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  • The Long Goodbye

    The Long Goodbye

    ★★★★½

    Given my past experiences, I don’t think I can understate this enough: a cat that’s legitimately willing to act is a surefire sign of a great film.

  • The Naked Kiss

    The Naked Kiss

    ★★★★★

    "I saw a broken-down piece of machinery; nothing but the buck, the bed and the bottle for the rest of my life."

    Your average noir-melodrama hybrid in the Leave Her to Heaven/Blue Velvet vein tends to stick close to a "looks like melodrama, plays like noir" model, starting on Technicolor white-picket-fence niceties before stripping them away to reveal the perversion underneath; Fuller doesn't bother with the niceties and starts firmly in noir, digging in further. There's no white picket fences…

  • The Lost Honor of Katharina Blum

    The Lost Honor of Katharina Blum

    ★★★★

    For all intents and purposes a conspiracy thriller filmed from the conspiracy's point of view, watching on carefully and dispassionately as the forces of institutionalized misogyny, right-wing political paranoia, and yellow journalism conspire to push an innocent woman past any rational limit. Features one of the best close-ups I've seen in anything recently with a shot where Katharina exits a police station, drifting more into shadow with each step until nothing's left but darkness and the glint in her eyes; that "fuck you" of an ending's pretty great too.

  • 1408

    1408

    ★★★½

    Totally ridiculous at every turn, with John Cusack delivering a performance so manically scenery-chewing it’s liable to draw Cage comparisons, and yet I can’t help but have a soft spot for it. It’s nice to see a studio horror film that’s interested in something stranger and less concrete than your usual demons and ghouls, let alone something this visually stylized. Can’t speak to its veracity to the King story, but this I do know: this is a damn fine Silent Hill 4 adaptation.

  • Machete

    Machete

    ★★★★

    “There’s the law, and there’s what’s right. I’m gonna do what’s right.”

    Anybody can crank out a cheap grindhouse pastiche on the fly; only a select few have the guts to build that same pastiche around a shotgun blast-blunt critique of systematic American racism. God bless Robert Rodriguez.

  • 24 Hour Party People

    24 Hour Party People

    ★★★★½

    “This is the moment when even the white man starts dancing.”

    Ironically ends up becoming a snapshot of a watershed moment in British pop culture that’s also in itself a snapshot of a totally different watershed moment in British culture - we get a pre-mocap Andy Serkis, a pre-Cornetto Simon Pegg, and both the Ninth Doctor and the Master in the same film. Still totally terrific; nearly everything involving Shaun Ryder is a goddamn riot.

  • Color Out of Space

    Color Out of Space

    ★★★★½

    Rips even harder than I initially gave it credit for. Stanley’s approach is every bit as much twisted occult melodrama as it is extra-dimensional body horror, so dedicated to tearing away the foundations of its chosen genre and exposing the cosmic terror underneath that even film language itself breaks down in its final stretches, images melting and flowing into each other before burning away altogether. Possibly one of the finest Lovecraft film adaptations I’ve seen as of yet.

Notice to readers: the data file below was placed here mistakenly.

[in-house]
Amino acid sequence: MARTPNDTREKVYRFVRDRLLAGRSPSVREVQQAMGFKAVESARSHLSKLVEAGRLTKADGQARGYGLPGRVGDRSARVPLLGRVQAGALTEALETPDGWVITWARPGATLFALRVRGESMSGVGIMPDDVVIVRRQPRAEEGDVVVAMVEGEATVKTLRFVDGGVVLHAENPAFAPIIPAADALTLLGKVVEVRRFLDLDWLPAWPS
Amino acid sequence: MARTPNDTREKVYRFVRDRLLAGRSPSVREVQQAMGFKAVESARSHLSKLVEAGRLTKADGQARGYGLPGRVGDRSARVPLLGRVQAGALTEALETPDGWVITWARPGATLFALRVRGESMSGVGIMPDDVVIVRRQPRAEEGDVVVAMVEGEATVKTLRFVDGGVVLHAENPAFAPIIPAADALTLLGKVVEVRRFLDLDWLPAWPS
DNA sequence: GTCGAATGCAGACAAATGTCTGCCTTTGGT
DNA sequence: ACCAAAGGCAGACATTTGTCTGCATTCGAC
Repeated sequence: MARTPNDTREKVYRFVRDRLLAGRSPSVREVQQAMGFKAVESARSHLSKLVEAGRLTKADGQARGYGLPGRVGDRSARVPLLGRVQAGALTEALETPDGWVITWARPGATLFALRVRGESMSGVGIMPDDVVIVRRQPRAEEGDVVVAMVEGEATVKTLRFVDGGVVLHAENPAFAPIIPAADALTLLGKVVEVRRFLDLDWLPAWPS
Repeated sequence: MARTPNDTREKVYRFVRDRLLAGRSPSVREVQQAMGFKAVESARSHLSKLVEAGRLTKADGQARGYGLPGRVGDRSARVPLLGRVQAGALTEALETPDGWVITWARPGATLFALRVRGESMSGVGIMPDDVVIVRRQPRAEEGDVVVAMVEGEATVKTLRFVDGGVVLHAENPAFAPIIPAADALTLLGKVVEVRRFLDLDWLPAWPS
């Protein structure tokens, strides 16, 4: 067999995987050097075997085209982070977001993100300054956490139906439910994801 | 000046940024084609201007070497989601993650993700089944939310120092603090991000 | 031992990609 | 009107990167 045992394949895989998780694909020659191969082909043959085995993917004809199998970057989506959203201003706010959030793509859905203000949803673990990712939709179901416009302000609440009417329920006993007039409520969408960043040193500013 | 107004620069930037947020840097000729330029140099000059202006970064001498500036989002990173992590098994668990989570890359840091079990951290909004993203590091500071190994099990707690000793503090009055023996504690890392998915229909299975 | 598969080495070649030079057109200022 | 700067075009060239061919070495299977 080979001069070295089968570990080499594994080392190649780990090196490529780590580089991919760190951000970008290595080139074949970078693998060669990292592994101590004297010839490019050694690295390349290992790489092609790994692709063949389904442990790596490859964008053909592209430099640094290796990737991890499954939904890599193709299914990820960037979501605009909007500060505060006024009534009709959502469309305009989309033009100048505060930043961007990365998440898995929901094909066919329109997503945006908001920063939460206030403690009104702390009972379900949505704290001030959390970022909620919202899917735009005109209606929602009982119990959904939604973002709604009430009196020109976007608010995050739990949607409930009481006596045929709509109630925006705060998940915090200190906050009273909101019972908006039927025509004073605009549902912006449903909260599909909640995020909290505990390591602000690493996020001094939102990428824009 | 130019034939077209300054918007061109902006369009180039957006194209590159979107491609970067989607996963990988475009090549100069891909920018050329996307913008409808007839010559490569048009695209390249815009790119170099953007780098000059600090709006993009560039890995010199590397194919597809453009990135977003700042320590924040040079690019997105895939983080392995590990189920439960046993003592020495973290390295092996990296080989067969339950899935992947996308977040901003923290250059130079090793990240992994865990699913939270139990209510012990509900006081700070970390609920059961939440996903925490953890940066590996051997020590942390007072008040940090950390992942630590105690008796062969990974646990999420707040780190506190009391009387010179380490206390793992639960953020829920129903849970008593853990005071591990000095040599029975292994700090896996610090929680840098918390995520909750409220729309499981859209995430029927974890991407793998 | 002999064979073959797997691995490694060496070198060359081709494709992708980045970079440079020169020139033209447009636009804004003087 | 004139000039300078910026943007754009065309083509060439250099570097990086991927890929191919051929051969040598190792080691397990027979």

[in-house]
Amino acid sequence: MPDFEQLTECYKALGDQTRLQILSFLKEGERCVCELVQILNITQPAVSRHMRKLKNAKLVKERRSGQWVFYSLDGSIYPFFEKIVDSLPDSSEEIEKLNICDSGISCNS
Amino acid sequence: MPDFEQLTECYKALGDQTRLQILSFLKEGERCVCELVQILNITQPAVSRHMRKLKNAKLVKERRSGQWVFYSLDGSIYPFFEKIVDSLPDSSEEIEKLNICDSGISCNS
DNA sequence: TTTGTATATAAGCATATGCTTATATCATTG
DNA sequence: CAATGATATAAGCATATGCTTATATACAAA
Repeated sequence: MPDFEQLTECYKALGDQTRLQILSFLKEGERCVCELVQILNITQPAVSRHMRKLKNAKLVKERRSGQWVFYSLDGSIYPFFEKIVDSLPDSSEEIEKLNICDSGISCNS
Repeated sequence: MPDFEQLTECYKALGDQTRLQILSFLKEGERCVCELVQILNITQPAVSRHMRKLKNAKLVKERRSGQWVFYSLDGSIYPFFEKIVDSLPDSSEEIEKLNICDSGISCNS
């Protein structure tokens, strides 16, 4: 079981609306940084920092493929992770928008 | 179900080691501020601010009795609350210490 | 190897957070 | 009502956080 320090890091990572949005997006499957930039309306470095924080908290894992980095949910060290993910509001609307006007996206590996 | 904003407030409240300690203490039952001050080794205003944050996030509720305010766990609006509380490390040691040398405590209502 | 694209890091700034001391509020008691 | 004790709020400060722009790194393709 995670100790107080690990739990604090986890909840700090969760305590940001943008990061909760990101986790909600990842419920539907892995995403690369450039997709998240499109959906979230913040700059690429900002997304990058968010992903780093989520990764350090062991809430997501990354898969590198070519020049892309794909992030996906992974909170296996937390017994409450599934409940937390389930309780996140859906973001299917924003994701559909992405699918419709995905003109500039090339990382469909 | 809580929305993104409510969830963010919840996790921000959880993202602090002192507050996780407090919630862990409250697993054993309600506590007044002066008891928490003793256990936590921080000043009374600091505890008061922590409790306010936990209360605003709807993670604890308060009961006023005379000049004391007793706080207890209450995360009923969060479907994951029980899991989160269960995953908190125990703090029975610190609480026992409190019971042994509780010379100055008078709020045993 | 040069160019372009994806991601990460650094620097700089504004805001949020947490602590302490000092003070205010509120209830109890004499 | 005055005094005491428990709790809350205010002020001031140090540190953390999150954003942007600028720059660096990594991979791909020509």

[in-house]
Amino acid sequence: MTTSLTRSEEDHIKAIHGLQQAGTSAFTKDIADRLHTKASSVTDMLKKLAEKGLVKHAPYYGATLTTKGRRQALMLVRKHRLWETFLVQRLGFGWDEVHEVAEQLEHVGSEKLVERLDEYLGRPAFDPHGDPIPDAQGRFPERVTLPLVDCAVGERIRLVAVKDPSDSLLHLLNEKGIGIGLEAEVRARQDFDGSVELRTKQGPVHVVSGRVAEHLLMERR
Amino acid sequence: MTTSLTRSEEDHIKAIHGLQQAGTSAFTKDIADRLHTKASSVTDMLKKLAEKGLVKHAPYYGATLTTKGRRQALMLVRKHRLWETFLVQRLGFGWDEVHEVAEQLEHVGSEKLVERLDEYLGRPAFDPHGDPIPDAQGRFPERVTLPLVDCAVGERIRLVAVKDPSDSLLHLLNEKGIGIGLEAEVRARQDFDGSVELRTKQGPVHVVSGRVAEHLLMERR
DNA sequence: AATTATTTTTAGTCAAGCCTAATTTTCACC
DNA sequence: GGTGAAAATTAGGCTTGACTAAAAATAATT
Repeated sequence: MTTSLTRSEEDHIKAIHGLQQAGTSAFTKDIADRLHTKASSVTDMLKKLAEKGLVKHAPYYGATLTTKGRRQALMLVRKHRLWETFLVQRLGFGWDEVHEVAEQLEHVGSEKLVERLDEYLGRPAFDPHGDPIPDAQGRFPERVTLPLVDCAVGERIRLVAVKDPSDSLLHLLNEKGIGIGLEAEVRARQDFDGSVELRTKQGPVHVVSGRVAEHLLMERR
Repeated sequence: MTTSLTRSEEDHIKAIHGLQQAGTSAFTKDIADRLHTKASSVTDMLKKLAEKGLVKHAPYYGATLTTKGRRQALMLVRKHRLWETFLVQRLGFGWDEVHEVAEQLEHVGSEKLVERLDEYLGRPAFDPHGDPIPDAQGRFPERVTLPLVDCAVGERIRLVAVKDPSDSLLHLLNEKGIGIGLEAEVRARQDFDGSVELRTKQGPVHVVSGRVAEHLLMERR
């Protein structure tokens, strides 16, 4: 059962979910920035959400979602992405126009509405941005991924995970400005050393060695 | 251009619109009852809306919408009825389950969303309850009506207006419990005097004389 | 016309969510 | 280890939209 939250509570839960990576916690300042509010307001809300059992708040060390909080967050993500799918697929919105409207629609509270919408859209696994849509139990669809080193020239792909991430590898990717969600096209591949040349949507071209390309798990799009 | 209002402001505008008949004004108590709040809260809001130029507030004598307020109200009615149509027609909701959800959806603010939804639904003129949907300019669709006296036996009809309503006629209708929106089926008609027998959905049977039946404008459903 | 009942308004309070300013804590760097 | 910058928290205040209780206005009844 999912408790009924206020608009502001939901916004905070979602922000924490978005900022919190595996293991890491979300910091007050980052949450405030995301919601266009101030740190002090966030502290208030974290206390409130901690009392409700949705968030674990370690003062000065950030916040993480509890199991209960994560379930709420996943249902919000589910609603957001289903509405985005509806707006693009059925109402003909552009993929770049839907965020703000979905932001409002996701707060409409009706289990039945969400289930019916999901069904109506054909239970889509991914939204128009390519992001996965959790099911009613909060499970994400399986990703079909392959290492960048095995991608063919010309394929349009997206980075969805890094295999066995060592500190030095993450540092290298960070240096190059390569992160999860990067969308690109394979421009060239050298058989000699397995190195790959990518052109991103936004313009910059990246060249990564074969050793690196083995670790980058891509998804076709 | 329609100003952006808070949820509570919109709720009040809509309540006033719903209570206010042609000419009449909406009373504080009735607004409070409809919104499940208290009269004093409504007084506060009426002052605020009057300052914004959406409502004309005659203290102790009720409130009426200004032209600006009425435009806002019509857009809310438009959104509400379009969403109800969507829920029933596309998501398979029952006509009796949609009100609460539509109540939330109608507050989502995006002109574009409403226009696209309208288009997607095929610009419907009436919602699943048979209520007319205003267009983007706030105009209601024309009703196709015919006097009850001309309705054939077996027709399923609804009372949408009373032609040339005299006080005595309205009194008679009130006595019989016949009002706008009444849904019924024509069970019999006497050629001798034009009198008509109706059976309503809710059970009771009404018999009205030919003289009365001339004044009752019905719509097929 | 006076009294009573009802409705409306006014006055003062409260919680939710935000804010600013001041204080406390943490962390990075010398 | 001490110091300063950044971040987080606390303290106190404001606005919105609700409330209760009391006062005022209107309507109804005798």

• My Name Is Julia Ross

    My Name Is Julia Ross

    ★★★★½

    Between this, Intimidation, and Detour, I’m starting to develop a suspicion that the shorter a noir is, the more likely it is to be an all-timer. Here, we get a seamless, ahead-of-its-time blend of noir, Hitchcockian thriller, and social horror built on class and gender anxieties that most other films of the period were ready to sweep under the rug. Even early in his career, Lewis’s work already shows the kind of cinematic chops he’d get a chance to push…

  • Bathtubs Over Broadway

    Bathtubs Over Broadway

    ★★★★

    Drifts somewhat off course at points, sometimes becoming more about its creator’s personal struggles than about its actual subject, but also fulfills my weird personal obsession with secret American subcultural history to such a degree that I can’t really fault it all that much; even in compromised form, something this strange deserves to be seen. If you ever needed proof that our reality is being ghostwritten by Thomas Pynchon, this is it.

  • My Hero Academia: Heroes Rising

    My Hero Academia: Heroes Rising

    ★★★★

    [live reaction footage of me during the last 15 minutes of this movie]

    Absolutely 100% Plus Ultra (yes I watch the show please don’t make fun of me) gets that when you break them down to their core levels, the best superhero stories are basically soap opera: oversized personalities clashing in spectacular ways, storytelling more concerned with emotional impact than it is with subtlety or logic. It’s easy to get swept up in the scale of this movie’s destruction or…

  • The Invisible Man

    The Invisible Man

    ★★★★½

    When I call this movie “offensive”, I mean it in the best, most complimentary way possible: from the first shot onwards, Whannell is constantly using film grammar and framing as a weapon against you, training you to check every inch of the frame for something you know you’re not going to see anyway. Petrifying from start to finish, all anchored by a magnificently twitchy performance from Moss - even when she’s made to look like she’s losing her grip on…

  • Brahms: The Boy II

    Brahms: The Boy II

    One decent shot does not make a good movie. Extra points off for slapping jumpscare noises on random moments in shots and calling them scares even if nothing’s happening. I think I have a newfound appreciation for Cats - at least that movie actually wanted to be something other than moderately profitable space filler.